I18n Game Content: Multilingual Audiosprites and Captions Workflow
I’ve started making a list in my head of things I feel strongly about in software. I18n is pretty high towards the top of that list. I wrote (and re-wrote) a post explaining why i18n is so darn important, but I couldn’t find a comfortable balance between all-out rant and something that felt hollow. In the meantime, I’m just going to say clearly: “Please internationalize your software.”
Here’s an example of I18n in the wild.
I was working on a game…
I’ve wanted to make a video game since I was a kid sitting at my dad’s Apple IIc thumbing through the Basic manual. I briefly toyed around with various attempts over the years but never really got very serious. Last year I finally devoted some real time into learning both Unity and Phaser. I ended up shelving game-dev for a bit, but it was fun exploring new challenges.
While I was prototyping an adventure game in Phaser, I wanted to build a robust audio and text dialogue system that supported multiple language locales. I ended up finding some neat technologies and creating a comfortably streamlined workflow.
You can check out the resulting audio engine prototype read on for the process.
- cross-browser compatible audio
- captions in multiple languages
- audio in multiple languages
- easy to create and update
- caption display timing synchronized with audio
(Note that the actual mechanics of dialogue bouncing between person A and person B won’t be covered here.)
Cross-browser compatible audio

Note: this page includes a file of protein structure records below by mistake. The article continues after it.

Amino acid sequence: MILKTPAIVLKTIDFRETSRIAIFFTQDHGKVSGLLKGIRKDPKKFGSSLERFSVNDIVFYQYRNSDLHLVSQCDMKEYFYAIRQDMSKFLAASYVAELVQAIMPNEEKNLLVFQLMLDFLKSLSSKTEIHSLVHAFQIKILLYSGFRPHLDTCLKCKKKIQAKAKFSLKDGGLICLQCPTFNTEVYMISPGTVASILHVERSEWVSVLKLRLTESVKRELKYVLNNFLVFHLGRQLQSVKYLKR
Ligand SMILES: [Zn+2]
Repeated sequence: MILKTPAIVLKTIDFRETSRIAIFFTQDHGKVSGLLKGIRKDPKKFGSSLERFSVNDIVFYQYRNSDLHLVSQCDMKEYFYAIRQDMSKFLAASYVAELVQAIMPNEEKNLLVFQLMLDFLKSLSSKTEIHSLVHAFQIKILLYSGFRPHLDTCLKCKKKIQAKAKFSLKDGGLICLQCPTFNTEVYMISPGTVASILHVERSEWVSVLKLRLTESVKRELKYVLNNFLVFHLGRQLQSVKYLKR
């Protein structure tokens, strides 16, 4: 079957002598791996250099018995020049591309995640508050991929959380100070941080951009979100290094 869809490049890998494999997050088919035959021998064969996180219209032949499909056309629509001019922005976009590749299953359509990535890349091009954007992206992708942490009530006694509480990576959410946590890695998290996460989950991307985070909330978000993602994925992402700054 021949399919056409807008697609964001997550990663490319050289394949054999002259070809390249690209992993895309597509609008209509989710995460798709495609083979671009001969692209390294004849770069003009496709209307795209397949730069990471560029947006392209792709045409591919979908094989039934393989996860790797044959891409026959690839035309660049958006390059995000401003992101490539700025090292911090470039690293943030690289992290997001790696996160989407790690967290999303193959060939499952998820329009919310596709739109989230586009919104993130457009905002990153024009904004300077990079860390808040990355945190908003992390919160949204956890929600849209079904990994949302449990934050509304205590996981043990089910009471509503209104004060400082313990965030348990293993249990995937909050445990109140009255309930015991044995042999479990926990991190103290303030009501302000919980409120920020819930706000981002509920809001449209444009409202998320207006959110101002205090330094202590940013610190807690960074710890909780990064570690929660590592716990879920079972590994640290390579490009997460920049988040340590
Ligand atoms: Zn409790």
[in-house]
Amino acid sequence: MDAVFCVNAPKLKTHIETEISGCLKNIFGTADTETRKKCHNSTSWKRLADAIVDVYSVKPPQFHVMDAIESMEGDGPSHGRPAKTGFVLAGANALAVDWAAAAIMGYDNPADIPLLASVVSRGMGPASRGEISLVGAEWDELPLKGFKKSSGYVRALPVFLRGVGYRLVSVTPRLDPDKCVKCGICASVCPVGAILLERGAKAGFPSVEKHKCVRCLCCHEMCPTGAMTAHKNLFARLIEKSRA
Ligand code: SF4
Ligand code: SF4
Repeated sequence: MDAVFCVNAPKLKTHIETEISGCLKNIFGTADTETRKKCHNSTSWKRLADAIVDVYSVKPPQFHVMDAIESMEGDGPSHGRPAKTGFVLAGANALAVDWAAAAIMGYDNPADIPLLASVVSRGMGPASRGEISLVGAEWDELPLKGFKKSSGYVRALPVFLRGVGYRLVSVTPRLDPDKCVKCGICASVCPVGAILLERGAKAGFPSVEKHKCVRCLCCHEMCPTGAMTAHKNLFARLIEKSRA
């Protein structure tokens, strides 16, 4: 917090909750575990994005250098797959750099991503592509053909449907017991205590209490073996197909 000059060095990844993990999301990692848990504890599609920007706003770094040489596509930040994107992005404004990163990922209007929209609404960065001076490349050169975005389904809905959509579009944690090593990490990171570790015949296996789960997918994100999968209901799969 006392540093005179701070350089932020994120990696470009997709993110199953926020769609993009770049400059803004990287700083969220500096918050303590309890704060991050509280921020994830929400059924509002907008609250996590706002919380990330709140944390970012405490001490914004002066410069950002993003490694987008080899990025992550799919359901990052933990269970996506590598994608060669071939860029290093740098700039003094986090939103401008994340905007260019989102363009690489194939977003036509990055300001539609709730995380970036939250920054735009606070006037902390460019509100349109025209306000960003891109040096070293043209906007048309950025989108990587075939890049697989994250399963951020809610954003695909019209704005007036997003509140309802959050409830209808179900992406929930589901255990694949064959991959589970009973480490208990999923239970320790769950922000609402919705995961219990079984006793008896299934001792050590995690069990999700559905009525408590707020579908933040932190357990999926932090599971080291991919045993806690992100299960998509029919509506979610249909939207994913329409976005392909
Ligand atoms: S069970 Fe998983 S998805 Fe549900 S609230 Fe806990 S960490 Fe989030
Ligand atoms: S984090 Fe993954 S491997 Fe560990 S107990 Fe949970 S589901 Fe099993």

Different browsers support different audio formats out of the box. If you want cross-browser compatible audio, you really want to serve your content in multiple formats. Don’t fret about bandwidth: clever frameworks (Phaser included) will only download the best format for the current browser.
In Phaser, you just pass an array of audio files.
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You want ogg for Firefox and then probably m4a and/or ac3. You might want to avoid mp3 for licensing reasons, but I’m not a lawyer (I’m also not an astronaut).
Captions in multiple languages
For our purposes, captions are really just text displayed on the screen. In nearly every adventure game, the character will encounter a locked door. Attempting to walk through that door should result in our character explaining why that can’t happen yet.
Even if we didn’t care about internationalization, it would make sense to refer to the caption content by a key rather than hard-coding the full text strings throughout our game. Beyond just keeping our code clean, externalizing the strings will allow us to have all our content in one place for easy editing.
Here’s a very simple caption file in JSON format:
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We’ll write a function to render the caption so that we only need to pass in the key:
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And it renders something like this:
Localizing our captions is pretty straightforward. For each language we want to support, we copy an existing translation file and replace the JSON values (not the keys) with translated versions.
We’d do well to leverage convention over configuration. Keep all captions for a locale in a folder with the locale name.
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Changing locales should change the locale folder being used. Your game is always loading “captions.json” and it just decides which copy to load based on the player’s locale.
Audio in multiple languages
This part doesn’t need to be overly clever. Record the same content in various formats for each language.